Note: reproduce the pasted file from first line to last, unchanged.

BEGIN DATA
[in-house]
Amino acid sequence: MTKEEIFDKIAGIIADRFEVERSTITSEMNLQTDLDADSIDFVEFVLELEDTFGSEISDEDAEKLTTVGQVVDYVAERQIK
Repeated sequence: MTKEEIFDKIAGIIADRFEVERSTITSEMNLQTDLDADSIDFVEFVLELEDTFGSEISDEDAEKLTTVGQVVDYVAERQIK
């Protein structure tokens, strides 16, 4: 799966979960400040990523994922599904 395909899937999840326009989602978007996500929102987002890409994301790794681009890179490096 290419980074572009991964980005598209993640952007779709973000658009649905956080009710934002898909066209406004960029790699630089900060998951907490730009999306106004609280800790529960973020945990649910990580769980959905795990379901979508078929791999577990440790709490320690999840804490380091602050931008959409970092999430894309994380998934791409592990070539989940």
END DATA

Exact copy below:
[in-house]
Amino acid sequence: MTKEEIFDKIAGIIADRFEVERSTITSEMNLQTDLDADSIDFVEFVLELEDTFGSEISDEDAEKLTTVGQVVDYVAERQIK
Repeated sequence: MTKEEIFDKIAGIIADRFEVERSTITSEMNLQTDLDADSIDFVEFVLELEDTFGSEISDEDAEKLTTVGQVVDYVAERQIK
């Protein structure tokens, strides 16, 4: 799966979960400040990523994922599904 395909899937999840326009989602978007996500929102987002890409994301790794681009890179490096 290419980074572009991964980005598209993640952007779709973000658009649905956080009710934002898909066209406004960029790699630089900060998951907490730009999306106004609280800790529960973020945990649910990580769980959905795990379901979508078929791999577990440790709490320690999840804490380091602050931008959409970092999430894309994380998934791409592990070539989940």